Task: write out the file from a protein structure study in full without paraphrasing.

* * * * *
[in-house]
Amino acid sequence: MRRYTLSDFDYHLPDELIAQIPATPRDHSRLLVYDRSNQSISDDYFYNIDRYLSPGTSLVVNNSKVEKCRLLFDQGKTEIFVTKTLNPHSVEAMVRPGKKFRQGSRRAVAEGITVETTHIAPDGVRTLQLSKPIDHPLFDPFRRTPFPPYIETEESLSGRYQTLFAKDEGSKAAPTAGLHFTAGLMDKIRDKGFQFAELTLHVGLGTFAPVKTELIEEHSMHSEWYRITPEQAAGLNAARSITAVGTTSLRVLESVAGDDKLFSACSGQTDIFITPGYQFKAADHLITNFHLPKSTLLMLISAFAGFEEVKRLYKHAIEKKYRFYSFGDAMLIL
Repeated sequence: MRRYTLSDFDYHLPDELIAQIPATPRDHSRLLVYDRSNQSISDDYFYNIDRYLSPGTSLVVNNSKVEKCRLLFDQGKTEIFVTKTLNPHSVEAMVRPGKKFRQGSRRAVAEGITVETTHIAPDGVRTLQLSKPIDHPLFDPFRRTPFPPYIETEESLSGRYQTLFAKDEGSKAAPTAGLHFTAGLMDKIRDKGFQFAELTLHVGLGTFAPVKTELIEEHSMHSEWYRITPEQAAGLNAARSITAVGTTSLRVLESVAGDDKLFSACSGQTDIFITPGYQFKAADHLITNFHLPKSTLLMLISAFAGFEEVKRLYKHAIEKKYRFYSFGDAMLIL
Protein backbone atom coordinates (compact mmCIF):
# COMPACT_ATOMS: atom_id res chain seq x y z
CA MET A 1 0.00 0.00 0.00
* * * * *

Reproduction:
[in-house]
Amino acid sequence: MRRYTLSDFDYHLPDELIAQIPATPRDHSRLLVYDRSNQSISDDYFYNIDRYLSPGTSLVVNNSKVEKCRLLFDQGKTEIFVTKTLNPHSVEAMVRPGKKFRQGSRRAVAEGITVETTHIAPDGVRTLQLSKPIDHPLFDPFRRTPFPPYIETEESLSGRYQTLFAKDEGSKAAPTAGLHFTAGLMDKIRDKGFQFAELTLHVGLGTFAPVKTELIEEHSMHSEWYRITPEQAAGLNAARSITAVGTTSLRVLESVAGDDKLFSACSGQTDIFITPGYQFKAADHLITNFHLPKSTLLMLISAFAGFEEVKRLYKHAIEKKYRFYSFGDAMLIL
Repeated sequence: MRRYTLSDFDYHLPDELIAQIPATPRDHSRLLVYDRSNQSISDDYFYNIDRYLSPGTSLVVNNSKVEKCRLLFDQGKTEIFVTKTLNPHSVEAMVRPGKKFRQGSRRAVAEGITVETTHIAPDGVRTLQLSKPIDHPLFDPFRRTPFPPYIETEESLSGRYQTLFAKDEGSKAAPTAGLHFTAGLMDKIRDKGFQFAELTLHVGLGTFAPVKTELIEEHSMHSEWYRITPEQAAGLNAARSITAVGTTSLRVLESVAGDDKLFSACSGQTDIFITPGYQFKAADHLITNFHLPKSTLLMLISAFAGFEEVKRLYKHAIEKKYRFYSFGDAMLIL
Protein backbone atom coordinates (compact mmCIF):
# COMPACT_ATOMS: atom_id res chain seq x y z
CA MET A 1 0.00 0.00 0.00